Hibernation in Bumblebees
Researchers have found that hungry bumblebees trigger early flowering in plants. Hibernation is common in Bumblebees. It can take up a large amount of its life, and some queen bees can hibernate for nine months. That is almost about three quartersquarters of their life! Going into hibernation is essential in protecting the queens from the rigours of life above ground, predation, starvation and diseases After queen bumblebees wake from dormancy, it must gather food in order to establish a colony. It so happens that sometimes the queen wakes up from the state of dormancy too soon. When this happens, food become scarce as flowers would not have blossomed. Bumblebees trigger early flowering according to researchers.
Bumblebees cause flowers to blossom
Researchers have found that the bee has devised a way of causing flowers to blossom ahead of time. They make holes in leaves inducing plants to blossom well before its schedule. There are still important questions on how exactly that happens.Lars Chittka, a behavioral ecologist at the Queen Mary University of London noted that “It’s certainly surprising,” …… “We’re only at the beginning of exploring this phenomenon.”
This phenomenon was discovered by researchers at ETH Zürich. They noticed unusual markings caused by bites on leaves while studying the response of bees to plant odors. They added bumblebees to a greenhouse project and noticed the been cutting holes in the shape of half-moons. The initial hypothesis was that the insects might be feeding on fluid from the leaves but their time on the leaves were short and did not suggest they were feeding. They did not also take the leaves to their colonies as expected if they were feeding.
Pollen deprived Bumblebees make more holes on leaves
Bees from colonies with less food were severely damaging leaves than those from colonies with much food. They hypothesized that; the bites could be causing the plants to flower early so that the starved colonies could have food (pollen) earlier. Many plants are able to flower before schedule because of numerous factors such as stress, disease, drought, etc. But the idea that pollinators could cause plants to flower earlier was far-fetched.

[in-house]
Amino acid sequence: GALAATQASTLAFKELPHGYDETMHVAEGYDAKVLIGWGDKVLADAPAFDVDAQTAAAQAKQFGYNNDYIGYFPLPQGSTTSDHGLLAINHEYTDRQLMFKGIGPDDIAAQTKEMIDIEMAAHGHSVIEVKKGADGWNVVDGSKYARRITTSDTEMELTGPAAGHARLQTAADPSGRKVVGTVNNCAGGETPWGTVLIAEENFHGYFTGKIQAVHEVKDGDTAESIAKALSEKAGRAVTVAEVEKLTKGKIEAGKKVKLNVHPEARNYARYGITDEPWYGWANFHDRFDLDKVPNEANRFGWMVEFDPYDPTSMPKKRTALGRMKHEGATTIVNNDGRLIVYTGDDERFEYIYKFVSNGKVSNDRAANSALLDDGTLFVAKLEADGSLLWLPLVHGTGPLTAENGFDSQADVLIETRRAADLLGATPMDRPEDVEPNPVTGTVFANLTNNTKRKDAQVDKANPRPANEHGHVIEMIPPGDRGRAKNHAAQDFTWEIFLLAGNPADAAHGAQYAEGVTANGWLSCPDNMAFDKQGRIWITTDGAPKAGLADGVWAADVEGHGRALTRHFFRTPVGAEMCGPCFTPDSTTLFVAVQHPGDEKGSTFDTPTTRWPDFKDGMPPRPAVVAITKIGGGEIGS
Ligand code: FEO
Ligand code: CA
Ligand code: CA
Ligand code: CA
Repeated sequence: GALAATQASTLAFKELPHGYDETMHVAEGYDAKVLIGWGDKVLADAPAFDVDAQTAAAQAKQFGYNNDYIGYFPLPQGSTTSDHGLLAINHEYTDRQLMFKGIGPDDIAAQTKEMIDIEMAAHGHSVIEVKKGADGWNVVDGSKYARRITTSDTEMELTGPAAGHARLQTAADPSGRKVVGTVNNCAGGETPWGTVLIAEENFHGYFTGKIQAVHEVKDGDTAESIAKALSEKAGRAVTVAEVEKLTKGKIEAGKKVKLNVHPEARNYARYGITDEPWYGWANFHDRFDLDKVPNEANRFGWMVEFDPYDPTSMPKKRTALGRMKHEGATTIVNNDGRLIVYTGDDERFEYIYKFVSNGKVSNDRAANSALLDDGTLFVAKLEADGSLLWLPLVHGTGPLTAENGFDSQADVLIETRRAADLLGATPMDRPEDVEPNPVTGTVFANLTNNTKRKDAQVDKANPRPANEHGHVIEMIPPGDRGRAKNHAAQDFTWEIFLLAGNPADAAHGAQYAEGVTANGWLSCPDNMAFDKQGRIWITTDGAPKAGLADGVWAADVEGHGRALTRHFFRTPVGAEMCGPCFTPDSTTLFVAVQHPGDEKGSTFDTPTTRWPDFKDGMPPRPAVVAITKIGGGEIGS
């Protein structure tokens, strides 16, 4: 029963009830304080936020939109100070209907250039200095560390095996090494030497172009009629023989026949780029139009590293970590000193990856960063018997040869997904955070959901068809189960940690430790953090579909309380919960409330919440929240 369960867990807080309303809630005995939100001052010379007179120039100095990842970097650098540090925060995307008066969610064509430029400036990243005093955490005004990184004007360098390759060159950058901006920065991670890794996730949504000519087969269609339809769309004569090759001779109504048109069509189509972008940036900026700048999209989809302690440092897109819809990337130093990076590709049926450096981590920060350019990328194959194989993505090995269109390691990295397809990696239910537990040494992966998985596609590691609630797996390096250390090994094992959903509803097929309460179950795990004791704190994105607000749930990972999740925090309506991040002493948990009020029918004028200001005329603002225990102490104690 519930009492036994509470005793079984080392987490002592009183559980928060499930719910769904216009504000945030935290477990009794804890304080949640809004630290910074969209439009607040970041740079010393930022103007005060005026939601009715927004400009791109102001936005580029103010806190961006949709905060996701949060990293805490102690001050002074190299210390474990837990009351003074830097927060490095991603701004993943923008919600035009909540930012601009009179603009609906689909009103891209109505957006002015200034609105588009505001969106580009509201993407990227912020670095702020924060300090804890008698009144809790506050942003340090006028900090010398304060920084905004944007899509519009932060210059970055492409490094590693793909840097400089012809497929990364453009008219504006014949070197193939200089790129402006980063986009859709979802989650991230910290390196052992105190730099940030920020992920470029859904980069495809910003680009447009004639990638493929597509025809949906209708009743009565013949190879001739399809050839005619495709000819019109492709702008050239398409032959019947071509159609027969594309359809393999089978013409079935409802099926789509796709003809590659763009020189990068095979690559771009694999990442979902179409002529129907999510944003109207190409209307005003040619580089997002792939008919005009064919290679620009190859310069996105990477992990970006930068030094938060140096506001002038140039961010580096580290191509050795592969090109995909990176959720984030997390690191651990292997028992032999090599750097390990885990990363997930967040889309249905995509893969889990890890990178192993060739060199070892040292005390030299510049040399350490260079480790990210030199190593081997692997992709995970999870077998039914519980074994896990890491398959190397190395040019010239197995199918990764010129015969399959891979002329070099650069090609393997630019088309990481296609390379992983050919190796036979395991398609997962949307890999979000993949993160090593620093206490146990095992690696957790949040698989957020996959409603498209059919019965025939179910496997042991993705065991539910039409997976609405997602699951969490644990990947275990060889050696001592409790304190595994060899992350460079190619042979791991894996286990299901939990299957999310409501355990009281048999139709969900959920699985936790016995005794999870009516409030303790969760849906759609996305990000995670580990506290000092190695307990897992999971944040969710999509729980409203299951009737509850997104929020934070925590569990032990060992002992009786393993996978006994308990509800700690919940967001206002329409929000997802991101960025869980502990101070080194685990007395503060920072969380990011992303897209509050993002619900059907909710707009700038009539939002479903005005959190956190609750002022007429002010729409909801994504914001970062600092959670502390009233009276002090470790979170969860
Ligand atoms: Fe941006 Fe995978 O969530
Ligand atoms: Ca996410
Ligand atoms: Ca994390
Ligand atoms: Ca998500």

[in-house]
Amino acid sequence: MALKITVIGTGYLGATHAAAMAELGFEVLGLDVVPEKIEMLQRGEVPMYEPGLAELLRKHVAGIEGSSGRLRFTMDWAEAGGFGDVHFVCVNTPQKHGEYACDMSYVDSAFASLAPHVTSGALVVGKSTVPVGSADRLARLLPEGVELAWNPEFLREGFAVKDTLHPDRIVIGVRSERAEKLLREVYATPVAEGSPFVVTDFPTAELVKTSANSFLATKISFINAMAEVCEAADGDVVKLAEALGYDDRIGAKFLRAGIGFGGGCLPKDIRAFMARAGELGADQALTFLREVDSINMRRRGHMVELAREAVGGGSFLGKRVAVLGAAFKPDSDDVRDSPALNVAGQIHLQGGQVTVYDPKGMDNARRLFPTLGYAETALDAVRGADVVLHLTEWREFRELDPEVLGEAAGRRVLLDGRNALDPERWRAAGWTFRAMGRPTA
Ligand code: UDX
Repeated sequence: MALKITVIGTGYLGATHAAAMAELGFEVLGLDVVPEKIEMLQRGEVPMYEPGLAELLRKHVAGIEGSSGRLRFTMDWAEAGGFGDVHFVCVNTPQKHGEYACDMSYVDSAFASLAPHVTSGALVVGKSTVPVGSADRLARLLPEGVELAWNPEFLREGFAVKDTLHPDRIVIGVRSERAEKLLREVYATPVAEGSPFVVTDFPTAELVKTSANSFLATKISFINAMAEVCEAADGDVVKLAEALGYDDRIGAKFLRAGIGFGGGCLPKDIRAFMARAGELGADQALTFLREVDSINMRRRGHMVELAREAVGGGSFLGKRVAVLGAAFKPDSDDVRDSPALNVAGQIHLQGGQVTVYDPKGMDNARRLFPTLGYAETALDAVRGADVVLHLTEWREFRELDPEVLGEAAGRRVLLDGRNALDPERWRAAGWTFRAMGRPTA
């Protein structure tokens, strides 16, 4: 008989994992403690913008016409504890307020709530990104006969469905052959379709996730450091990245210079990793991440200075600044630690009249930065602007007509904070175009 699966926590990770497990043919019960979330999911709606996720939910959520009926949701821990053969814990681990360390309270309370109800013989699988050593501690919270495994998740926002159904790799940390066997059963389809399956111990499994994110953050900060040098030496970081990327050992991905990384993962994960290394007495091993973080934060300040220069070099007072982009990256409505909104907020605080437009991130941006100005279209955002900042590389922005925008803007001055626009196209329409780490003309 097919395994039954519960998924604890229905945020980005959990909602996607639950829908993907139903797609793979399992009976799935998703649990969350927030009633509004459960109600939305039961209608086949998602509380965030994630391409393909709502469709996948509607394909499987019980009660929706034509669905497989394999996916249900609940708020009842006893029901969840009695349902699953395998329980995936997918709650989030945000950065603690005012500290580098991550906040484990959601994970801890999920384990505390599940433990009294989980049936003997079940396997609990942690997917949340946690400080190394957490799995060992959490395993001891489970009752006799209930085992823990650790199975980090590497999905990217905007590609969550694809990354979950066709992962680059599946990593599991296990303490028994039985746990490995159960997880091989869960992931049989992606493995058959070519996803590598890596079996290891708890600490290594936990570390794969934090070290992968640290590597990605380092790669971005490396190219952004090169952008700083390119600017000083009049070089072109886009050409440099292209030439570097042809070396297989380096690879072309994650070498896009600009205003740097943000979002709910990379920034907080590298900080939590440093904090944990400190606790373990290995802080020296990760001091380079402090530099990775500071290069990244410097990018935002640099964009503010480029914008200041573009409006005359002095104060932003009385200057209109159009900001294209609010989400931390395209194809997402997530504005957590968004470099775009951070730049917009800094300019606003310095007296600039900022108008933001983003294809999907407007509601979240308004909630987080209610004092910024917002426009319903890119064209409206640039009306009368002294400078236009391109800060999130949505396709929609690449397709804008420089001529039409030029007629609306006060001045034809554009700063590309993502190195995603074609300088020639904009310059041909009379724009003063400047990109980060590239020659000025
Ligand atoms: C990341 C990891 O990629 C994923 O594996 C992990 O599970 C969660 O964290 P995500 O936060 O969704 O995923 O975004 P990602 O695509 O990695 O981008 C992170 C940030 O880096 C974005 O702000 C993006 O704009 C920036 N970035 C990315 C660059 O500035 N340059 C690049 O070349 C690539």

Results from Greenhouse experiment involving Brassica nigra and Bumblebees
The scientists conducted a greenhouse experiment involving Brassica nigra (black mustard) to see if bumblebees trigger early flowering. They kept ten mesh bags with bumble bees that had been starved of pollen for 3 days; the bees made five to 10 holes in each plant. What they found was exciting. On average, the plants with the bee-made holes flowered within 17 days; the control experiment involving undamaged plants flowered on an average of 33 days, the findings are reported in in Science. In another experiment, tomato plants flowered 30 days before schedule. “
Pollen starved bees 4 times the amount of holes than well fed bees. They also noticed that bees made fewer holes as spring progresses (and more pollen is available in the environment). The behaviour was also observed in at least two species (red-tailed and white-tailed bumble bees) suggesting the behavior may be present in multiple species. Consuelo De Moraes, a chemical ecologist at ETH Zürich who co-led the research noted that; “That was superexciting.”
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Plants with cut leaves blossom earlier than undamaged plants
The researchers found that damage to the leaves alone would induce the plants to blossom earlier. They cut similar-size holes manually in leaves. To their amazement, those plants flowered earlier than control experiments but not as much as the experiments involving the bees. Chittka said that; the bee saliva might contain phytochemicals triggered flowering. The researchers plan to chemical signalling involving the bees. “It would be a horticulturist’s dream if you could find some relatively low-cost biochemistry that would actually speed up flowering,” Chittka says.
The future of bumblebees and early plant flowering
But researchers are still trying to understand how such behavior evolved. Worker bees live only a month, it is not likely they learned the trick. Perhaps, the behaviour is instinctive. If it is instinctive, what will be the benefit to them?. Chittka noted that “For all of this to somehow have come about by evolutionary trial and error process”.……. “it’s surprising”. If this phenomenon is found to be viable in multiple commercial species, It can be mimicked by ecologists and horticulturist. This would bring great benefit to horticulture and food production.
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